After you read Elaine Ball’s Business Side column on marketing, summer may not be your only busy season. She plans to have you developing a targeted strategy that will fill your calendar with the kind of work that is most rewarding from a professional and financial perspective. Clearly, one column won’t do all of that, so stay tuned as she lays it out step by step in coming months.

I’ve mentioned “Drawing the Line” by Edwin Danson before. Thanks to the fact Charles Mason recorded everything, not just technical details, we get a unique glimpse into the partnership of Mason and Dixon and the famous boundary work they did when America was still in its formative stages. It’s a very readable text with some careful attention to some of the other developments and innovations that Mason and Dixon participated in.

A more technical approach is the textbook “Fundamentals of Satellite Remote Sensing” by Emilio Chuvieco. Clearly designed as a textbook, it features review questions with each chapter if you plan to teach with it. It is a solid work start to finish and could serve as a good reference piece as well as providing an opportunity to delve into some new territory or brush up in some areas that have become a little fuzzy with time.

Somewhere between a hardcore textbook and Danson’s more relaxed but fact-filled book is “Land Tenure, Boundary Surveys, and Cadastral Systems” by George M. Cole and Donald A. Wilson. As with Danson, the authors start with the formative era and how it has affected land tenure and surveying. Walking through the rise to statehood from the perspective of land tenure systems leads to questions about how the country ever managed to form a union. It also gives insight into why surveyors are licensed state by state. The legal hodgepodge that governs property rights ranges from aboriginal and tribal law to French, English and even Roman law. The authors help make sense of it all in a book that works to inform and to educate. It’s just as good a read if you aren’t using it in a class.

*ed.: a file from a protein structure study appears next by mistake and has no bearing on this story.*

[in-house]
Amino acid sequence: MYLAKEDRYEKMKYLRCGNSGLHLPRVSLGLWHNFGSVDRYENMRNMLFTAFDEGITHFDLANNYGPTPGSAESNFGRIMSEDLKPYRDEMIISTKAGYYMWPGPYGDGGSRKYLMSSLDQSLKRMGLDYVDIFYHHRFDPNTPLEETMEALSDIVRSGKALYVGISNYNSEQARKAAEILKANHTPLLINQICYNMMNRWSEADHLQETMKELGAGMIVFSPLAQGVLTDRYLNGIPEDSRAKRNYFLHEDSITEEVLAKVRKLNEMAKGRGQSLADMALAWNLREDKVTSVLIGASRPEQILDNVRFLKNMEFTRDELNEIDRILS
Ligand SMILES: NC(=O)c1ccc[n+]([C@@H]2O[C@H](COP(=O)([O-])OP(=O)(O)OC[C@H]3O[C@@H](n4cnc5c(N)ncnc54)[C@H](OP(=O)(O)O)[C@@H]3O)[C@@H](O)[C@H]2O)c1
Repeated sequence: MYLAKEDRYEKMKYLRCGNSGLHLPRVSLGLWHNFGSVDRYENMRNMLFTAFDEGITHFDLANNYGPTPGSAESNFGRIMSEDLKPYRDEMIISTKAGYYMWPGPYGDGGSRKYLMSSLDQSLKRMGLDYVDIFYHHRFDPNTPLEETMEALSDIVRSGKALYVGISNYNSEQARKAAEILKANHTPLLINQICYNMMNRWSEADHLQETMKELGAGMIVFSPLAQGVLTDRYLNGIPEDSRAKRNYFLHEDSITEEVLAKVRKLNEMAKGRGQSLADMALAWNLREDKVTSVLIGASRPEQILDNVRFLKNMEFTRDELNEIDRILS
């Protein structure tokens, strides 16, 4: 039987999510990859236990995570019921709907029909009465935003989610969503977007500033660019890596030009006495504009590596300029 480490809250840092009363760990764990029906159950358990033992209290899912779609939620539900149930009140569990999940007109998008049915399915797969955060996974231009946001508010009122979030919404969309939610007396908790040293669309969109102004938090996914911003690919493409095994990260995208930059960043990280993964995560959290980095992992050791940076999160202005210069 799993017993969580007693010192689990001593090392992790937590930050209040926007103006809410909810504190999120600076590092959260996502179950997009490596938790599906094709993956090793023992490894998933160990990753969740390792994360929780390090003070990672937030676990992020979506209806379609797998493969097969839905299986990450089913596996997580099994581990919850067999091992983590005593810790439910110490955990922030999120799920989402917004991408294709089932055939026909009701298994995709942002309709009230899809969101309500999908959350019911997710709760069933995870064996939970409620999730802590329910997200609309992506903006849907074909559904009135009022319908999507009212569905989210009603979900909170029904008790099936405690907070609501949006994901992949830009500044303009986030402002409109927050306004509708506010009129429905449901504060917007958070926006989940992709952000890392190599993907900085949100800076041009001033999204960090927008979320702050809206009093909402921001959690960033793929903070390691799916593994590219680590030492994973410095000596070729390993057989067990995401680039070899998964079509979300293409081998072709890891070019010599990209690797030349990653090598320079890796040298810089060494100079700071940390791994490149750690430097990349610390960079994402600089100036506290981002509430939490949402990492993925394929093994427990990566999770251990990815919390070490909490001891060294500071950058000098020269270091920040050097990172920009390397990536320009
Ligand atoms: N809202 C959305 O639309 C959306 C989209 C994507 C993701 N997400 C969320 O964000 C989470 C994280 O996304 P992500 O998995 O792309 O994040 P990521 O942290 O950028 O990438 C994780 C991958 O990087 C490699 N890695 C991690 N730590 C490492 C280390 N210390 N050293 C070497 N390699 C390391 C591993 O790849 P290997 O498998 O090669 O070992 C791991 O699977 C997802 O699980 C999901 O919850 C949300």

Taken together, the three books range from process and technical to more storytelling in nature. There are certainly some aspects of land surveying that are not fleshed out, but there is a strong representative sampling of the things that attract career professionals.

The sense of history is strong. Surveyors clearly follow the footsteps and converse across decades and even centuries with their predecessors. That love of history is apparent.

Problem solving and technical challenges are another draw for those who like a good mystery. Technology is part of that process. Along with the field work, that’s part of the tactile element.

It all adds up to a very specialized set of skills and knowledge that sets surveyors apart. You probably won’t be enjoying these books at the beach, but they just might make your list of guilty pleasures.